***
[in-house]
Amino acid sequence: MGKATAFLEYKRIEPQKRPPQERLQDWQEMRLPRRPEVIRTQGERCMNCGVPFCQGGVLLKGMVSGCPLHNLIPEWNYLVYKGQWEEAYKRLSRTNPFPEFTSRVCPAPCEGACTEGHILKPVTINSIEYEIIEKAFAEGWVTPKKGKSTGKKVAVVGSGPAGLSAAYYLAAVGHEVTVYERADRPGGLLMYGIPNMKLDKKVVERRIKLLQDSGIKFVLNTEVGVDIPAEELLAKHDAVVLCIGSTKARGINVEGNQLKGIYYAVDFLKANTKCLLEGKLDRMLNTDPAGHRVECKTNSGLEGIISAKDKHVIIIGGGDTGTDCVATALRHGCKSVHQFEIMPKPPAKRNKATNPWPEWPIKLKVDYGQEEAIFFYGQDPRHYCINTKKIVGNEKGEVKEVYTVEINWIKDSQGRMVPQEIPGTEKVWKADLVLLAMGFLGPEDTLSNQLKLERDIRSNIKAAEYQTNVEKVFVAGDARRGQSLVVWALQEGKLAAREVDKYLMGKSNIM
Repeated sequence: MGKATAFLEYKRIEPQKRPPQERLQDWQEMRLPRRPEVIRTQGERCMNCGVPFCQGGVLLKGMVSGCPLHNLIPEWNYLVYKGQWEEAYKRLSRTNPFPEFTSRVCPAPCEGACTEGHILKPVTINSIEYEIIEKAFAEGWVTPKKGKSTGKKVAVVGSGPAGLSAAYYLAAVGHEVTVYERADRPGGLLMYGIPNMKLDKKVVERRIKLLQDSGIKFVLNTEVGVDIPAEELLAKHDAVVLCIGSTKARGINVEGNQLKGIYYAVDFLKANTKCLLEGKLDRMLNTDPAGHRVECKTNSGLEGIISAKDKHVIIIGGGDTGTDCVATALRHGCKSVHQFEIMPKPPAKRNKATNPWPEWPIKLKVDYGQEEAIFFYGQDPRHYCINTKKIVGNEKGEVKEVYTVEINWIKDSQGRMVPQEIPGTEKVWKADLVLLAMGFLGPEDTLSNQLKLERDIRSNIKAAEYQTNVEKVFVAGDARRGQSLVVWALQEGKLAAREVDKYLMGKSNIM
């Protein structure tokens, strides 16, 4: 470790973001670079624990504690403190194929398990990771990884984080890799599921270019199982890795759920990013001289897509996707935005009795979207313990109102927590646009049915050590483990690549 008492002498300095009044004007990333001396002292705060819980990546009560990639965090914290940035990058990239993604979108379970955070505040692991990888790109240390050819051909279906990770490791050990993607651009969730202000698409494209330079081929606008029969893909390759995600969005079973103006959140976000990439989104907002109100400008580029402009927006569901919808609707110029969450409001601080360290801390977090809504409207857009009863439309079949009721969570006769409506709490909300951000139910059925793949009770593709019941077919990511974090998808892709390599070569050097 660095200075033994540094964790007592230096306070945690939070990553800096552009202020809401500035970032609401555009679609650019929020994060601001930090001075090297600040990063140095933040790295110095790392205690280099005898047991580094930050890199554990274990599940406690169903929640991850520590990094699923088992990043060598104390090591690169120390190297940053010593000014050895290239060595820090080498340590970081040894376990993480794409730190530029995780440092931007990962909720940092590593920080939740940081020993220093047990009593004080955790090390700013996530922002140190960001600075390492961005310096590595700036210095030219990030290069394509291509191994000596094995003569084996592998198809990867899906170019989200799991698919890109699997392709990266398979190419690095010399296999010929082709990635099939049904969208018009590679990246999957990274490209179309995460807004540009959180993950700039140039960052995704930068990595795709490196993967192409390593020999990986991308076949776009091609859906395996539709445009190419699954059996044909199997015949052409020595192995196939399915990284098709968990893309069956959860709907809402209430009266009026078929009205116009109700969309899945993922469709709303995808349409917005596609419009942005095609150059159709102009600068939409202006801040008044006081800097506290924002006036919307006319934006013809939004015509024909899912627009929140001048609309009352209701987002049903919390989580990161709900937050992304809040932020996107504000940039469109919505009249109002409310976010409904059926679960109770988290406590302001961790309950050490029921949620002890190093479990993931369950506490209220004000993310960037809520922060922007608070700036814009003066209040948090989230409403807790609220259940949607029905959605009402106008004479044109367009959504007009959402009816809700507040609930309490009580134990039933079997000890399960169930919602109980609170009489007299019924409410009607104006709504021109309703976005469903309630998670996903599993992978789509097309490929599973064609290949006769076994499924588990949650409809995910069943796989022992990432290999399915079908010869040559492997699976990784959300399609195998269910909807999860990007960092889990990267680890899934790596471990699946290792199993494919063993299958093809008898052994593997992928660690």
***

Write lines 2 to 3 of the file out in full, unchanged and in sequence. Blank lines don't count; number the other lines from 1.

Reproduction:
Amino acid sequence: MGKATAFLEYKRIEPQKRPPQERLQDWQEMRLPRRPEVIRTQGERCMNCGVPFCQGGVLLKGMVSGCPLHNLIPEWNYLVYKGQWEEAYKRLSRTNPFPEFTSRVCPAPCEGACTEGHILKPVTINSIEYEIIEKAFAEGWVTPKKGKSTGKKVAVVGSGPAGLSAAYYLAAVGHEVTVYERADRPGGLLMYGIPNMKLDKKVVERRIKLLQDSGIKFVLNTEVGVDIPAEELLAKHDAVVLCIGSTKARGINVEGNQLKGIYYAVDFLKANTKCLLEGKLDRMLNTDPAGHRVECKTNSGLEGIISAKDKHVIIIGGGDTGTDCVATALRHGCKSVHQFEIMPKPPAKRNKATNPWPEWPIKLKVDYGQEEAIFFYGQDPRHYCINTKKIVGNEKGEVKEVYTVEINWIKDSQGRMVPQEIPGTEKVWKADLVLLAMGFLGPEDTLSNQLKLERDIRSNIKAAEYQTNVEKVFVAGDARRGQSLVVWALQEGKLAAREVDKYLMGKSNIM
Repeated sequence: MGKATAFLEYKRIEPQKRPPQERLQDWQEMRLPRRPEVIRTQGERCMNCGVPFCQGGVLLKGMVSGCPLHNLIPEWNYLVYKGQWEEAYKRLSRTNPFPEFTSRVCPAPCEGACTEGHILKPVTINSIEYEIIEKAFAEGWVTPKKGKSTGKKVAVVGSGPAGLSAAYYLAAVGHEVTVYERADRPGGLLMYGIPNMKLDKKVVERRIKLLQDSGIKFVLNTEVGVDIPAEELLAKHDAVVLCIGSTKARGINVEGNQLKGIYYAVDFLKANTKCLLEGKLDRMLNTDPAGHRVECKTNSGLEGIISAKDKHVIIIGGGDTGTDCVATALRHGCKSVHQFEIMPKPPAKRNKATNPWPEWPIKLKVDYGQEEAIFFYGQDPRHYCINTKKIVGNEKGEVKEVYTVEINWIKDSQGRMVPQEIPGTEKVWKADLVLLAMGFLGPEDTLSNQLKLERDIRSNIKAAEYQTNVEKVFVAGDARRGQSLVVWALQEGKLAAREVDKYLMGKSNIM